Aluminum is one of those materials that a lot of beginners and DIY guys and gals in our hobby tend to shy away from, especially sheet aluminum. The reality is that once you have an understanding of how it reacts when shaped and welded, it’s a beautiful material to work with and it can be formed into complex shapes much easier than steel of the same gauge. It also saves weight and can be mirror polished without rusting. Today we’re going to focus on 5 projects you can do yourself to get your feet wet in Aluminum work. All of these projects can be done with our Aluminum Sheet Metal Kit. This kit comes with two 12″ x 12″ x 0.050″ and two 24″ x 24″ x 0.050″ sheets of 3003 series aluminum which is easily weldable, formable and machinable.
1. Panel Blister/ Clearance Blister- With Custom cars you’re always trying to fit a lot into a package that it may not have been designed for. Whether it’s a larger engine than stock or a turbo, super charger or multiple carbs, you may have some parts that stick out of the hood or part of the body. Avoid being the guy at the show with a jagged hole cut in his hood or body of the car. You can use an aluminum panel shaped to cover your hole and give that area a “finished” look. A simple and quick way to do this is with a panel beater bag, a teardrop mallet to first rough in the shape. You can than use either an english wheel, planishing hammer, or a hammer and dolly to smooth out the metal after shaping. We go in detail on making your first panel blister HERE. Give your blister some race car/aircraft flare by attaching the blister with a set of aircraft grade solid rivets with the Eastwood Solid Rivet Kit.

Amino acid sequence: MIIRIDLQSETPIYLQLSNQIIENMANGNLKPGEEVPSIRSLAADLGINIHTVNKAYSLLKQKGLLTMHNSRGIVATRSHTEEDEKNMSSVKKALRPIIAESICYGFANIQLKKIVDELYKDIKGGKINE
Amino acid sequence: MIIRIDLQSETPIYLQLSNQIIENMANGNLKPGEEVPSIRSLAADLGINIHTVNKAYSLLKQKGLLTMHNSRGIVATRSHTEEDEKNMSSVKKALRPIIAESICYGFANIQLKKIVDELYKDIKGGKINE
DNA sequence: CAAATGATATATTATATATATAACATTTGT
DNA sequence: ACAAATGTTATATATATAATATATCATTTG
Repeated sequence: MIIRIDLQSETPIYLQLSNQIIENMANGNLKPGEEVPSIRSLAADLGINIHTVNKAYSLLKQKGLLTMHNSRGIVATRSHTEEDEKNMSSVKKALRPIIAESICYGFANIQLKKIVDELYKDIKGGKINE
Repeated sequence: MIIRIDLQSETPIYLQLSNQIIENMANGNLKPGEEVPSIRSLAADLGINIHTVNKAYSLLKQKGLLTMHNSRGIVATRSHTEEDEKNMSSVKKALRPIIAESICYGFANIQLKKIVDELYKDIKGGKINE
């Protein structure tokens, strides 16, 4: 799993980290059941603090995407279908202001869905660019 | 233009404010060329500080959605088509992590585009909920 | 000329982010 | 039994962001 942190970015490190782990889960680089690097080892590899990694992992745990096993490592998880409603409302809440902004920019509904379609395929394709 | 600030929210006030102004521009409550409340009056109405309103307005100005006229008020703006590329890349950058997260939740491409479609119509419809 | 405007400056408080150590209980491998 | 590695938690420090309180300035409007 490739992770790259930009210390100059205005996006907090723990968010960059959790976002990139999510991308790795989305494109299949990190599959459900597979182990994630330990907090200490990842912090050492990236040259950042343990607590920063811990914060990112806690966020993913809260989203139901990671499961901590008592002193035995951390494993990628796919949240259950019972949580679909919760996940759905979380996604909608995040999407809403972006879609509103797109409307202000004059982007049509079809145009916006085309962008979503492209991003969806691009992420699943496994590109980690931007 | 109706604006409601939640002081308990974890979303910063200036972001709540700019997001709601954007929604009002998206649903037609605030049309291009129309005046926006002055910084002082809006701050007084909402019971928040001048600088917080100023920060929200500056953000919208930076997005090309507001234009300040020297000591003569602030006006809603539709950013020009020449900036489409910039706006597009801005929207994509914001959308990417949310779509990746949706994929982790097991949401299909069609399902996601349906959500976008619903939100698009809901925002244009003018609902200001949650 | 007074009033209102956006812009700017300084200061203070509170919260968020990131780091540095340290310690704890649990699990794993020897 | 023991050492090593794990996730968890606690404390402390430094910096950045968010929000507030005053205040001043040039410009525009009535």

2. Interior gauge Panel- Save yourself some cash and make a gauge panel/pod that fits your exact application. Adding gauges to your interior can give it a sporty look and allows you to keep a better eye on the engine vitals. A simple gauge panel can be made with only a few tools. Cut out your shape with electric shears, a body saw, or metal snips, sand the edges smooth. Then mark out your gauge holes and your bend line, and make a bend that matches the angle needed for mounting in your vehicle. Finally use a hole saw or a GreenLee style punch to cut your desired holes, and drill your mounting holes. These panels could even be mirror polished before you start to really make the panel pop in your interior.
*Intermediate-Advanced project tip- Use your panel blister process to make a curved top for a “pod” style gauge holder.
3. Coolant overflow tank/ Brake Fluid Reservoir- Replace that yellowed plastic overflow with one that won’t get brittle and break, or discolor over time. Start by cutting flat pieces to make a cube the size you need or make a small blister out of metal as shown in the first project and tip the edges. You can then add a flat top with your bung, or cap of choice and TIG weld around the seam to seal it all up. Add outlets or bungs to the bottom or sides when done by drilling and TIG welding your bungs in place.
4. Custom Hood Scoop- Need to cover more than a small protrusion in the hood or REALLY want to force some cold air into your intake? A custom hood scoop can be made to fit your hood and add some style to your ride. Ron Covell shows this intermeidate-level project in our video and tech article found HERE.
5. Custom Motorcycle Tank Sides- Building a motorcycle tank from scratch is a complex project and begins to border on expert-level of metal shaping. A fun exercise in aluminum metal shaping is to build the sides of a motorcycle gas tank from scratch. These parts are where most of the shape of the tank comes from and are most definitely the most stylish part of a gas tank. Practice the steps shown in this article and video we did with Ron Covell. Use these tank sides to practice your pin striping or custom paint skills and hang them on the shop wall when you’re done!